The Sharing Economy Isn’t a Niche. It’s the Future of Market Capitalism.

Is greater technological efficiency leading to the death of capitalism? This is the argument author Jeremy Rifkin makes in his book “The Zero Marginal Cost Society.”

Rifkin cites the information goods industry and the sharing economy as harbingers of this new non-economy. Where platforms such as YouTube and Medium removed publishing and publicity costs almost completely for content creators, businesses such as Uber and Airbnb will do the same for their respective industries.

These platforms — by allowing millions to connect and share assets with minimal expense — are driving costs for companies and consumers down to zero, rendering capitalism as we know it obsolete. But capitalism will be alive and well — it just may be hard to recognize.

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4 Things Startups Have to Get Right to Survive

Running a startup is risky business. Three out of four startups fail, and those that manage to survive often struggle to retain customers and profit. A simple keyword search for “SaaS enterprise growth” will produce a litany of different (and sometimes conflicting) advice.

With the weight of potential failure and the inconsistent messages of how to overcome it, knowing where to focus your efforts can pose a serious challenge. Leaders of SaaS businesses should pay attention to these three aspects in order to grow.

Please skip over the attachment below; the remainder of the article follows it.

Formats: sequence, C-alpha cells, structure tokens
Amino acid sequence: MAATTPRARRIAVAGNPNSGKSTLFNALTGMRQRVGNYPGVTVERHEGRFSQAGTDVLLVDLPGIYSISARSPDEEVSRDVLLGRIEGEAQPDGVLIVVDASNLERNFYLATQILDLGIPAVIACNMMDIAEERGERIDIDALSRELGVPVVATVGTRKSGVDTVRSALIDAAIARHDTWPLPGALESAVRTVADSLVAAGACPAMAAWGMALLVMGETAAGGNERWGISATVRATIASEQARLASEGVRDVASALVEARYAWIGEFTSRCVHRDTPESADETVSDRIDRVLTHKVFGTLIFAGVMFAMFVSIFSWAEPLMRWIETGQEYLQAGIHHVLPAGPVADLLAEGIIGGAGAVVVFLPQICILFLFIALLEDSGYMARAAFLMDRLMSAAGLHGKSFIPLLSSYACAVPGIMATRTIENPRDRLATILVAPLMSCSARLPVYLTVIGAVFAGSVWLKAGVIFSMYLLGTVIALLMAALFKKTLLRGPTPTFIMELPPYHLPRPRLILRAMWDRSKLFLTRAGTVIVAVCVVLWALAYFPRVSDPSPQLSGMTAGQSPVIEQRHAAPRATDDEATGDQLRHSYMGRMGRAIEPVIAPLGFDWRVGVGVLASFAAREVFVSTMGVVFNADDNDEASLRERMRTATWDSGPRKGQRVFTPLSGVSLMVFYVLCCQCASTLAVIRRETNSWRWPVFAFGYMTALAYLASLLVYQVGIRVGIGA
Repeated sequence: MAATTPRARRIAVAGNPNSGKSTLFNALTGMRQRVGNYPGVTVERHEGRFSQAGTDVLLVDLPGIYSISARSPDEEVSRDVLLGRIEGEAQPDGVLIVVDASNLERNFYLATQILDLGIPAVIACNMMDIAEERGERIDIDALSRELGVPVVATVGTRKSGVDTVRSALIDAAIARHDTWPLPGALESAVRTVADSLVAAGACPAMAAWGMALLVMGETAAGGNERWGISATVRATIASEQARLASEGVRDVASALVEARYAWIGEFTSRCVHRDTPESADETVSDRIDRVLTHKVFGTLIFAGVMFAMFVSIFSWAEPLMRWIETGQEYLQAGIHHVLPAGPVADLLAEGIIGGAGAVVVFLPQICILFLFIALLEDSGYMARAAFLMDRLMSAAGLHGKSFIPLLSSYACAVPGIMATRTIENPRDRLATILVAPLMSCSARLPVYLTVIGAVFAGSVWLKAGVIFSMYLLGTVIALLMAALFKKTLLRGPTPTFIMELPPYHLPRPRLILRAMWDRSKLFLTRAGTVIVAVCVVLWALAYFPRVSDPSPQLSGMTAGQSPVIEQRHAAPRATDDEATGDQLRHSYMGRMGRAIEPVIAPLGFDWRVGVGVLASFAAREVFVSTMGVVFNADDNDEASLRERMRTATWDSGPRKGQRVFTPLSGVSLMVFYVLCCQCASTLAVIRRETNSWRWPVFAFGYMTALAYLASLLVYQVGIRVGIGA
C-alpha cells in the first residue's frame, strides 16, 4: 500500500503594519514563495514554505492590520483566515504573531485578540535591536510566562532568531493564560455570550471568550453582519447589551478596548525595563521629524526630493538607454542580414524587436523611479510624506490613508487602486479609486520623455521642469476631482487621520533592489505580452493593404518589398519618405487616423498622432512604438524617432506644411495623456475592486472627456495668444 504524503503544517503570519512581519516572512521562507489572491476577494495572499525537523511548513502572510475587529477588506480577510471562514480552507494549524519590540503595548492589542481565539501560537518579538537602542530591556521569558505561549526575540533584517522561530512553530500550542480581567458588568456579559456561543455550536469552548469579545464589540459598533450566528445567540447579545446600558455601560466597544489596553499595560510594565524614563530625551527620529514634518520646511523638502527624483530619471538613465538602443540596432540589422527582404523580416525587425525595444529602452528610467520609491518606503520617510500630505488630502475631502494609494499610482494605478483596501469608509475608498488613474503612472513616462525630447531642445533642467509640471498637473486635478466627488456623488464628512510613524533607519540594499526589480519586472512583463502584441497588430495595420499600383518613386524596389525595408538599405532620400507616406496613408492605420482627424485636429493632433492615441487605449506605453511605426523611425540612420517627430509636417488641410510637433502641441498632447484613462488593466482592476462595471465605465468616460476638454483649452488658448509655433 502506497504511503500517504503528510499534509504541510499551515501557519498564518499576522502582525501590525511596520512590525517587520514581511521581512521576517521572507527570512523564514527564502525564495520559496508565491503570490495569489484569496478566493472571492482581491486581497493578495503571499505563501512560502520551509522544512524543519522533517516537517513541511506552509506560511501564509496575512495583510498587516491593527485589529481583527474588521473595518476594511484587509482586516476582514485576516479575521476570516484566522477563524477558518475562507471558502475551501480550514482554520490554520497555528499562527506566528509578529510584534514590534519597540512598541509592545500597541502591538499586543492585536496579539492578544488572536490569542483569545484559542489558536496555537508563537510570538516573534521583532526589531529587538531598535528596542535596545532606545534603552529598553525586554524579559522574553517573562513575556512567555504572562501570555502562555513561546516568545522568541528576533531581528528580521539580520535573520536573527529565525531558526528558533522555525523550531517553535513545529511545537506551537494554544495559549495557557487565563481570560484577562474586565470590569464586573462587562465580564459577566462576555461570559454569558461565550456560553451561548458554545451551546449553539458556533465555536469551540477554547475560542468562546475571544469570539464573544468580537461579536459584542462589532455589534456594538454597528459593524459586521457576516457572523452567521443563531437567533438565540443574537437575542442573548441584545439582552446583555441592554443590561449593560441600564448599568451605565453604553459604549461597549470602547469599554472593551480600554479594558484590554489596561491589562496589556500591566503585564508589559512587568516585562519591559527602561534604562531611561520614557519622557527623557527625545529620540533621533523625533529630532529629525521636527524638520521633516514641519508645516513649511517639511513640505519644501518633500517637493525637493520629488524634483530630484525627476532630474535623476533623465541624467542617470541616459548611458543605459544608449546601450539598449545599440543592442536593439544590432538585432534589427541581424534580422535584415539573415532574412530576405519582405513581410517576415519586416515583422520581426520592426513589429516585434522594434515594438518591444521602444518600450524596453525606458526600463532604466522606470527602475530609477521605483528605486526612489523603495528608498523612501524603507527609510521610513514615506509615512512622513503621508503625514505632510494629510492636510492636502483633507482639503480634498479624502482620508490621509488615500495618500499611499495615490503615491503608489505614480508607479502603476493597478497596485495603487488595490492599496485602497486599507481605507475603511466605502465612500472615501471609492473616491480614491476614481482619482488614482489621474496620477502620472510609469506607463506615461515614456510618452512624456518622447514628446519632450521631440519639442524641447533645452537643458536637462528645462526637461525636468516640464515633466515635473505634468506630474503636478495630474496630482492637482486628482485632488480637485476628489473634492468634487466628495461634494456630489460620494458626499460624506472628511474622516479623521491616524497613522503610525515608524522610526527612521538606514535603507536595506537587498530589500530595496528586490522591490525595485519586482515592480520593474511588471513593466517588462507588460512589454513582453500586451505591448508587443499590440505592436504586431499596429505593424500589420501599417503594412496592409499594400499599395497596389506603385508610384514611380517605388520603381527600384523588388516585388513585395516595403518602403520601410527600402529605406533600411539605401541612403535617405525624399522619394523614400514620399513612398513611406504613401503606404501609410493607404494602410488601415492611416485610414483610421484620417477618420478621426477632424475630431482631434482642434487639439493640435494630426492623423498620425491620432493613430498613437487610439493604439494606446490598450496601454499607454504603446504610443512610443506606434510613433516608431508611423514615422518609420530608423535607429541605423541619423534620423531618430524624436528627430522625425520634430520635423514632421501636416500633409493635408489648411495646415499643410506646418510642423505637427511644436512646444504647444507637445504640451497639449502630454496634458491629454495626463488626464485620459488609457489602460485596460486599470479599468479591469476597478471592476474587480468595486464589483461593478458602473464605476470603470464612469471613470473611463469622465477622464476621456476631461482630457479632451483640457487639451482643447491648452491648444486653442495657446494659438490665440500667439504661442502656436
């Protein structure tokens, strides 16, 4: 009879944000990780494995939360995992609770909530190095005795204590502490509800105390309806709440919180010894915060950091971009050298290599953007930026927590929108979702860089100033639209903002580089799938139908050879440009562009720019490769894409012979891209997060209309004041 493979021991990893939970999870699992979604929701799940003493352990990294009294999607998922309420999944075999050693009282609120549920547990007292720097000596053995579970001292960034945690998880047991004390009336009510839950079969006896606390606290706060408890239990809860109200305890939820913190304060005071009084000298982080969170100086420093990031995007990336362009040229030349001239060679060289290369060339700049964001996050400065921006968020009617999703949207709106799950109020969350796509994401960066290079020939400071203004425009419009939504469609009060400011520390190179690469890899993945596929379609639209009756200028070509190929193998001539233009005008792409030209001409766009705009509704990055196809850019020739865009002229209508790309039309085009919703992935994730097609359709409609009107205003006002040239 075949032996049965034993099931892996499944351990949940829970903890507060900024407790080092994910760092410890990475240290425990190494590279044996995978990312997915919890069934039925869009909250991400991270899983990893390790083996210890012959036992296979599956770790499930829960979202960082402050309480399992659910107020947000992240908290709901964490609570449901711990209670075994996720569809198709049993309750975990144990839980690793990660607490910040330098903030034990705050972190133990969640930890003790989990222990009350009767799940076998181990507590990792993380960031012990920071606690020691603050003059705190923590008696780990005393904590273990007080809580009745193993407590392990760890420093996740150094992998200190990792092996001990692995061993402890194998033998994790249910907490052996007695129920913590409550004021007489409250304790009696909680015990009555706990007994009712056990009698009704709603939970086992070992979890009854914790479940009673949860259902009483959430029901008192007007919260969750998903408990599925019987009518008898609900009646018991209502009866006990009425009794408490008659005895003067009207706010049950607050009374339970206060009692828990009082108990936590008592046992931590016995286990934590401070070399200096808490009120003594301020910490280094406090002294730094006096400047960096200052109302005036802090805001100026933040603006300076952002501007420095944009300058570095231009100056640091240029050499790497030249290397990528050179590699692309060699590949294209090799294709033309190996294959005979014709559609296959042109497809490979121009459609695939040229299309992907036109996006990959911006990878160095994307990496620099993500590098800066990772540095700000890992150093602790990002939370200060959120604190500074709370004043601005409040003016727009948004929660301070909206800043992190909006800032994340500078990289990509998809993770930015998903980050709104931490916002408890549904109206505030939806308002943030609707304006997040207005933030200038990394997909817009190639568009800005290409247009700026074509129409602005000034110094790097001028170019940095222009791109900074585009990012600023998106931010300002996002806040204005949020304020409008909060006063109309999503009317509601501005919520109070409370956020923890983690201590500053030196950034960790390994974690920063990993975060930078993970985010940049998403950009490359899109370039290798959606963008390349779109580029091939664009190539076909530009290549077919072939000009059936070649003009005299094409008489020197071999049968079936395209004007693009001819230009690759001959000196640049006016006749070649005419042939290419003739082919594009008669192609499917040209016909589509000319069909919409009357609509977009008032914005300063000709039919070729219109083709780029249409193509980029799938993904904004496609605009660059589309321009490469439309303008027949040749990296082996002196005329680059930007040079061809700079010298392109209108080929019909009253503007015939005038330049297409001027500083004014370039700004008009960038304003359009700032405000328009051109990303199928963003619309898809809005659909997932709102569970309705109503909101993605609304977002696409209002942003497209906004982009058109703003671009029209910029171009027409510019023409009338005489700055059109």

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Los Angeles’s Secret to Startup Success

When Los Angeles was listed as the fastest-growing tech startup region in 2014, many guesses were raised about the root cause of its success. Could it be the large number of new companies? Is it the culture or community atmosphere? But trying to boil it down to a single trait minimizes its impact. No, to see the strength of Los Angeles’ startup scene, you must look at the whole story.

The LA Tech Summit is a great example. For three years now, Cornerstone OnDemand has been using this conference to celebrate the successes of local startups and to look to the future of technology. While the initiative is still new and growing, it’s a symbol of why LA’s startup scene is poised for long-term, sustainable growth. It’s a sign of preexisting businesses sharing the keys to their accomplishments and reinvesting in the future of the industry.

This kind of reinvestment — which is also being done by General Assembly, WeWork, Cross Campus, local startups, and more — is what builds a home for the region’s tech newcomers. This is one of the essential ingredients that make up a sustainable startup community.

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The 20/20/20 Rule: A Road Map To Marketplace Success

Uber, unlike many startups, has already figured out how to make money. The company has created a product that can offer both value to consumers and strong margins for itself.

When you think about new marketplaces in the tech industry, you must consider how they affect the three key stakeholders in the equation: the consumer, the seller, and the marketplace itself. If Uber and similar companies are willing to push their business models to their best possible conclusions, they can not only survive but flourish.

With that in mind, I came up with a simple rule to determine whether a tech marketplace is built to last:  the 20/20/20 rule.

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